AstraZeneca, a pharmaceutical company developing a COVID-19 vaccine with Oxford University researchers, suspended providing shots of the experimental Covid-19 vaccine after one person participating in the studies had an unexplained illness. This potential unfavorable reaction of the vaccine can delay or dismay efforts to expedite an immunization against coronavirus for the world.
The multinational pharmaceutical and biopharmaceutical company said on Tuesday that it halted the late-stage trials of their vaccine trials to allow an independent committee to check data about safety. They are reviewing to minimize any potential impact on their research timeline.
The patient reportedly presented with neurological symptoms associated with transverse myelitis, a rare spinal cord inflammatory disorder. AstraZeneca released a statement Wednesday that they are still waiting for a diagnosis as more tests are carried out. According to Francis Collins, the Director of U.S. National Institutes of Health Director, that work is still in progress to see if more people who received the vaccine presented with a similar finding of a spinal cord problem.
The vaccine trial suspension follows reports that the U.S. aimed for faster approval or authorization of a vaccine before the presidential election this November. Leading European and U.S. vaccine developers said on Tuesday that they are pledging to prioritize scientific safety and efficacy standards for the experimental vaccines and not get swayed by political pressures to rush the process. AstraZeneca has already decided to supply around three billion doses to governments around the world, showing how this vaccine project is of a large scale.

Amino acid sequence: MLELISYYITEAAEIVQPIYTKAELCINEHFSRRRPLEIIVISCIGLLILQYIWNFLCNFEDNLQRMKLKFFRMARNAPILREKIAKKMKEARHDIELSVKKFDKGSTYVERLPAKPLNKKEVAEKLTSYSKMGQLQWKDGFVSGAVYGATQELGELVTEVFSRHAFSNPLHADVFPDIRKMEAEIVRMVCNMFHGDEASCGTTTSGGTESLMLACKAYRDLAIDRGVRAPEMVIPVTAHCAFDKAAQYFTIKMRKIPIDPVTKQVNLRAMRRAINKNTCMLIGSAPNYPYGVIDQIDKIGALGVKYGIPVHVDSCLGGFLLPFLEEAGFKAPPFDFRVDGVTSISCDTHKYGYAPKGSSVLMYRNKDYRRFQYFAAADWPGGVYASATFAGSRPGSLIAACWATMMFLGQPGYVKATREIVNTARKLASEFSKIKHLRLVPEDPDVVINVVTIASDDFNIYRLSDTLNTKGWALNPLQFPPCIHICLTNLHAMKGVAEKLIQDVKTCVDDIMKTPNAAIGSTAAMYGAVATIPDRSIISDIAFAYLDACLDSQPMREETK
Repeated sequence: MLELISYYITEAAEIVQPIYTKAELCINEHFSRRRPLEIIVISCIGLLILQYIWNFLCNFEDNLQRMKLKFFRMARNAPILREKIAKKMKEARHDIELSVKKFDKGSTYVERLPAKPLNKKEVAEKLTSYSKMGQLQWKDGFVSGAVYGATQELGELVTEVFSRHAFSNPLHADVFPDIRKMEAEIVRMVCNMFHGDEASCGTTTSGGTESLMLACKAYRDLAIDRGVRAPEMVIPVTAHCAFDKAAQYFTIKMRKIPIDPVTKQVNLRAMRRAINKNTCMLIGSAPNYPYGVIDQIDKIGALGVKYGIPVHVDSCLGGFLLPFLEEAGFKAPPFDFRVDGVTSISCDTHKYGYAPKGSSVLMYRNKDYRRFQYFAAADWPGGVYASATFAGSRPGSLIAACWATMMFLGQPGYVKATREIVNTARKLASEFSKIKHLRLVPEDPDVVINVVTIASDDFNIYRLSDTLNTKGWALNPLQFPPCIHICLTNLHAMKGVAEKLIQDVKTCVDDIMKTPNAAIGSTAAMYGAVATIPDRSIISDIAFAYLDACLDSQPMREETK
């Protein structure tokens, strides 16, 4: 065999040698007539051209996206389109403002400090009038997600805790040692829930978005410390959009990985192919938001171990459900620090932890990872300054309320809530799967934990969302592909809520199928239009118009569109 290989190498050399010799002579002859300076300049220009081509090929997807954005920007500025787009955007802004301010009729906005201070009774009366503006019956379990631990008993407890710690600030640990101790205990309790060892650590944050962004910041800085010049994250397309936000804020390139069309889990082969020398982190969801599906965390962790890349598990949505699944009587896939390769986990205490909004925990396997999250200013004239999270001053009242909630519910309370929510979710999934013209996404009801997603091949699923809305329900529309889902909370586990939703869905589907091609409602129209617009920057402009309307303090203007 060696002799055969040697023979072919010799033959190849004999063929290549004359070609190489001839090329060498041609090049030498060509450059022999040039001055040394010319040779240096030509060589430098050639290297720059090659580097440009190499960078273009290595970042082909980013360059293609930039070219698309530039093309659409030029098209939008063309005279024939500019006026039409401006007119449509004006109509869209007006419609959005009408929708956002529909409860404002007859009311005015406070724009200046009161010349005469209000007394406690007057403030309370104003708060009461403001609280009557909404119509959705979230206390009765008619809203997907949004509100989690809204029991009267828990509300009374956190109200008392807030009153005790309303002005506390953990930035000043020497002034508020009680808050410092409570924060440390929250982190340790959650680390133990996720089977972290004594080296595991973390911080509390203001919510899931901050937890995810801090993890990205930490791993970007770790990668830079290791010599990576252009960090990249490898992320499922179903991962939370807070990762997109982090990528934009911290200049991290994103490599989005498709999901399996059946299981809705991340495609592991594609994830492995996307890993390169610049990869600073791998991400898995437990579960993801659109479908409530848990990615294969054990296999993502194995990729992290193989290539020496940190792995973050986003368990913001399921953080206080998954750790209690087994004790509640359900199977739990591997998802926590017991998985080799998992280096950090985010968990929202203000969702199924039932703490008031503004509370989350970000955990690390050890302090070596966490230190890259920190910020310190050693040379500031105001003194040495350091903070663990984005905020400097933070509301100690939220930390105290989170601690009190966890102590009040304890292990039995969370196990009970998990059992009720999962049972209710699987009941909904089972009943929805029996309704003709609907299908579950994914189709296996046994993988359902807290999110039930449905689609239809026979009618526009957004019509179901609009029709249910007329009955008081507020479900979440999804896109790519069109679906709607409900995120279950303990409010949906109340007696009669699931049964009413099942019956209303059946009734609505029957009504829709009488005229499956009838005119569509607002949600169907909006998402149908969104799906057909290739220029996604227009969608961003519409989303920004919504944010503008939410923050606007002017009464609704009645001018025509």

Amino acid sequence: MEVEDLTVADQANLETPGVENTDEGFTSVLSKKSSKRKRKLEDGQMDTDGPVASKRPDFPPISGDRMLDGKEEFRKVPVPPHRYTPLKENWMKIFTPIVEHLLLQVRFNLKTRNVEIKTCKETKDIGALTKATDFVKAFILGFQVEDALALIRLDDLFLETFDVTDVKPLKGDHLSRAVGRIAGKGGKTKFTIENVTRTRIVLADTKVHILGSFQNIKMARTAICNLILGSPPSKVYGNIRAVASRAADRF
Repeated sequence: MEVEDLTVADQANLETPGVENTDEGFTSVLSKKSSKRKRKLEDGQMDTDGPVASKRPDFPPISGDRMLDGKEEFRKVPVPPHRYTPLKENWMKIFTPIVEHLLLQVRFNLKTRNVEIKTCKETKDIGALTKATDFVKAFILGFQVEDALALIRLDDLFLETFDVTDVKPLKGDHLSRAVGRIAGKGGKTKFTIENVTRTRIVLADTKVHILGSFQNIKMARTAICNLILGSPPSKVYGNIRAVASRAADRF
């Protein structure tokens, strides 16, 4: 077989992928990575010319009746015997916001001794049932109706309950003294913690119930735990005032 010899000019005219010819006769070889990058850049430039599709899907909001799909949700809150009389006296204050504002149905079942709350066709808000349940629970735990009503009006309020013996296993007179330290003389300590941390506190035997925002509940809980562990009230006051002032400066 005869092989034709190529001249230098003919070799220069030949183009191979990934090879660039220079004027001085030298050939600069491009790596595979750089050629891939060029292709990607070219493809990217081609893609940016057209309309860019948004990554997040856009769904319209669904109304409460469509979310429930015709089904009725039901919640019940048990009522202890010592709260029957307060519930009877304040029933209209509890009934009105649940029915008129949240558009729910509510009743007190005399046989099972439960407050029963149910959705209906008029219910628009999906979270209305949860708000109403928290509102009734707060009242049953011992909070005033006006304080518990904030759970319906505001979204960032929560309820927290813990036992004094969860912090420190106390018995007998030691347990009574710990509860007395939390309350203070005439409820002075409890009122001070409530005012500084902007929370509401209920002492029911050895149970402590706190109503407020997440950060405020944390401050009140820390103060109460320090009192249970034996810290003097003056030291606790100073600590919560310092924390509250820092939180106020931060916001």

The British-Swedish company also confirmed that it had temporarily suspended the vaccine trial in July after a volunteer participant was diagnosed with multiple sclerosis (M.S.). However, an independent review panel concluded that the M.S. was not related to the vaccine’s effects.
When asked whether the current suspension would affect the development process, Britain’s Health Secretary Matt Hancock said that it depends on the investigation results. Britain’s medical regulator noted that it is carefully checking available information to see if the experimental trials can resume as soon as possible.
According to the Financial Times, they’ve talked with people associated with the trial saying that the test could resume as early next week as soon as the study’s independent data monitoring board is done with the investigation. However, AstraZeneca did not provide a statement on when the trial will be back in regular operation.